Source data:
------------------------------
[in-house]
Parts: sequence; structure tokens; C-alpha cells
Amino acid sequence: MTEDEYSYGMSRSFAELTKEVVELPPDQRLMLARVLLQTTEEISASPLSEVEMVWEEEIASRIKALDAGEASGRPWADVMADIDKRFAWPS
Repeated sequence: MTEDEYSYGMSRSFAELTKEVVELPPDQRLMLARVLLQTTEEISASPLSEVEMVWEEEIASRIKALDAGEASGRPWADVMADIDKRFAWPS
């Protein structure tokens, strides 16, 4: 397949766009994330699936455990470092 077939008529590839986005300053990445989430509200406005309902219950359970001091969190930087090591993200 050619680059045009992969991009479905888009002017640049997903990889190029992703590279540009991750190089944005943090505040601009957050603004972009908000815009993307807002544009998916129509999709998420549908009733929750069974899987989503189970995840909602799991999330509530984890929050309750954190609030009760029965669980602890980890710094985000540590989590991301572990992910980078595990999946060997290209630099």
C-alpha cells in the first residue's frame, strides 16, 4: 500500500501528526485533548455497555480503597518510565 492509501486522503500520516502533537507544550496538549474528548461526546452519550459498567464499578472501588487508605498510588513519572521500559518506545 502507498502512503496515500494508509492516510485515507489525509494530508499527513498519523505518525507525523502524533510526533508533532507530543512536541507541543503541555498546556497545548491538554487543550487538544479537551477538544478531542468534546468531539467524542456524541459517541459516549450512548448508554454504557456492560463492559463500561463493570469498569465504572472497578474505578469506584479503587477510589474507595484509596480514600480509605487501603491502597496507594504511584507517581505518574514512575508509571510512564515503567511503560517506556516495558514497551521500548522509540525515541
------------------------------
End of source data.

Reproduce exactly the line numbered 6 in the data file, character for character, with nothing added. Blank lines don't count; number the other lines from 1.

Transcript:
C-alpha cells in the first residue's frame, strides 16, 4: 500500500501528526485533548455497555480503597518510565 492509501486522503500520516502533537507544550496538549474528548461526546452519550459498567464499578472501588487508605498510588513519572521500559518506545 502507498502512503496515500494508509492516510485515507489525509494530508499527513498519523505518525507525523502524533510526533508533532507530543512536541507541543503541555498546556497545548491538554487543550487538544479537551477538544478531542468534546468531539467524542456524541459517541459516549450512548448508554454504557456492560463492559463500561463493570469498569465504572472497578474505578469506584479503587477510589474507595484509596480514600480509605487501603491502597496507594504511584507517581505518574514512575508509571510512564515503567511503560517506556516495558514497551521500548522509540525515541